Not long ago I watched a television documentary that dismissed the Gospels because “believers with a religious agenda” wrote them.
Is this a good reason to dismiss the Gospel accounts? Both prosecutors and defense attorneys have agendas, and yet we don’t dismiss them on that basis. Rather, we are told to examine the evidence, to evaluate the trustworthiness of the various witnesses, and to make our conclusions after thinking through these issues.
To dismiss either side because they have an agenda is simply lazy thinking. Everyone has an agenda, a worldview, a foundational starting point. The question is whether our current ideas about the world actually fit with the world that is. In other words, are we willing to have our ideas challenged?
If these Gospels are reporting real historical events and not merely the ideas of the early Christian disciples, why would the resurrected Jesus only show himself to his disciples, rather than to unbelievers? This particular objection rests on a false premise that can be easily detected by thinking through the implications of 1 Corinthians 15.
Throughout this blog series, I’ve been arguing that Paul cites an early Christian creed in verses 3 through 7, which he received from the early Christian community in Jerusalem, and that this creed dates to the mid 30s AD. In the final line of this creed we find the phrase, “then he appeared to James, then to all the apostles.”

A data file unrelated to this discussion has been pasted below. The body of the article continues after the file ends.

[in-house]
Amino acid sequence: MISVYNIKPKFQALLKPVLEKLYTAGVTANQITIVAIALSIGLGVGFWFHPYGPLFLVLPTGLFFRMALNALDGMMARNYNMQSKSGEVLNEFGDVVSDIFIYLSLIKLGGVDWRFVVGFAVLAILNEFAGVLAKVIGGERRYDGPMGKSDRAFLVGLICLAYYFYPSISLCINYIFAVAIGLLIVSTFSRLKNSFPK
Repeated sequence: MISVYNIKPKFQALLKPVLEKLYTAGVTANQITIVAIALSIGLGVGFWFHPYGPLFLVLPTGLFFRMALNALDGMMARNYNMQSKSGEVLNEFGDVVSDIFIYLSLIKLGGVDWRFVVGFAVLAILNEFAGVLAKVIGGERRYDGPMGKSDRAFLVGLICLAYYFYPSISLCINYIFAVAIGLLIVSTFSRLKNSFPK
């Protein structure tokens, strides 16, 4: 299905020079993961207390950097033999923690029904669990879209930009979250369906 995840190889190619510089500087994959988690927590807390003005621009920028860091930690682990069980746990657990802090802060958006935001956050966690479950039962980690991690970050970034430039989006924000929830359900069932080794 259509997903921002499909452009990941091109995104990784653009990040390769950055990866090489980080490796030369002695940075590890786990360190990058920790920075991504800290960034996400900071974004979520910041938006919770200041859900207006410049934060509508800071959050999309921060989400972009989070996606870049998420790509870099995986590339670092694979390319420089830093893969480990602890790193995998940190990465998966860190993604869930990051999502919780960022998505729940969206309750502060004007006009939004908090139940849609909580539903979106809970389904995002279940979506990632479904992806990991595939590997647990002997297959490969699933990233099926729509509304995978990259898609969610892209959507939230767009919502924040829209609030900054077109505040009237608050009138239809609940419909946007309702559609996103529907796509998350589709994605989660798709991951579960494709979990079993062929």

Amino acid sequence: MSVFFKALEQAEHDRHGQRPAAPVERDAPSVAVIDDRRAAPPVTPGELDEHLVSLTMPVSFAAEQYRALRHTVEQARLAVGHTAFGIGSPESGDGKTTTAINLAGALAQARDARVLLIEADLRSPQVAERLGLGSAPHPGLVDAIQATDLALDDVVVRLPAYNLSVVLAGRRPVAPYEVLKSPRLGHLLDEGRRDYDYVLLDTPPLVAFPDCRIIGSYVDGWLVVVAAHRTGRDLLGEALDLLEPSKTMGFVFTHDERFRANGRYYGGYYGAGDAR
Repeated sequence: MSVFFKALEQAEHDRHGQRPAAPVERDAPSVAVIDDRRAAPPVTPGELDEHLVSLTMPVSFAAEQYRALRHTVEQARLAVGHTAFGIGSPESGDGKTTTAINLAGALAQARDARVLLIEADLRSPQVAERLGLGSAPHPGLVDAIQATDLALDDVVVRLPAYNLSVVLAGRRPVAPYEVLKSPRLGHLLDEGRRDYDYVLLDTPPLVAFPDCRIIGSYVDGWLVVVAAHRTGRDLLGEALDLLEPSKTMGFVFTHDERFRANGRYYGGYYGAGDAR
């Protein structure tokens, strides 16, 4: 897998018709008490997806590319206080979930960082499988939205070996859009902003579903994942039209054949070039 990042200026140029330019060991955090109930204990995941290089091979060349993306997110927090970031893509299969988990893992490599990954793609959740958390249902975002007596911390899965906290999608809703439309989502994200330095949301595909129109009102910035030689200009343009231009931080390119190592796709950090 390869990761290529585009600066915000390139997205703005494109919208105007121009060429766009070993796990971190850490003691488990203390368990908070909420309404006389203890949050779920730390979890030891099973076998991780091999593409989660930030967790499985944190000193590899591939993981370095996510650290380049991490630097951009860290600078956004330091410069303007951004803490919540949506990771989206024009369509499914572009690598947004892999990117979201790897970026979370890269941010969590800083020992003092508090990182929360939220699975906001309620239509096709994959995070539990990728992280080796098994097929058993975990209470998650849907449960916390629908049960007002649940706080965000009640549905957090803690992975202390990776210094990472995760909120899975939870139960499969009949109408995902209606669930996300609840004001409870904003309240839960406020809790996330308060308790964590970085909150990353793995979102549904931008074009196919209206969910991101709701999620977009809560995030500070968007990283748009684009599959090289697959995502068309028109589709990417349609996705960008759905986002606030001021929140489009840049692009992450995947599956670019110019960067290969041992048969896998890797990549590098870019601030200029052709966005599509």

So let’s talk about James for a second. He’s one of the few New Testament characters who also appears in the writings of the first century historian Josephus. Here is the account of his martyrdom in Jerusalem:
With Festus now dead, and Albinus traveling; Ananus the high priest assembled the Sanhedrin, and brought before them James the brother of Jesus, who was called Christ, along with some of his companions, and when he had formed an accusation against them as breakers of the law, he delivered them over to be stoned; …when he found out about this, King Agrippa took the high priesthood from him, when he had ruled but three months, and made Jesus, the son of Damneus, high priest (Ant. 20.9.1).
So what made James such a firm believer in the idea that his older brother was in fact the divine messiah? In the gospels we find that he, along with his other brothers, rejected this idea outright:
John 7:5 For not even his brothers believed in him.
In Mark 3:21, the issue is put even more strongly: And when his family heard [what Jesus was saying], they went out to seize him, for they were saying, “He is out of his mind.”
But things have changed by the time we get to Acts chapter 1. Here the disciples were gathered in the upper room and were devoting themselves to prayer, “together with the women, and Mary the mother of Jesus, and his brothers.”
What had happened was that James and his brothers became believers after the resurrection. Though it is true that the authors of the New Testament documents are not writing history for the sake of history, they do have a theological agenda. In other words, they are writing so “that you may believe,” as John admits at the end of his gospel (20:31).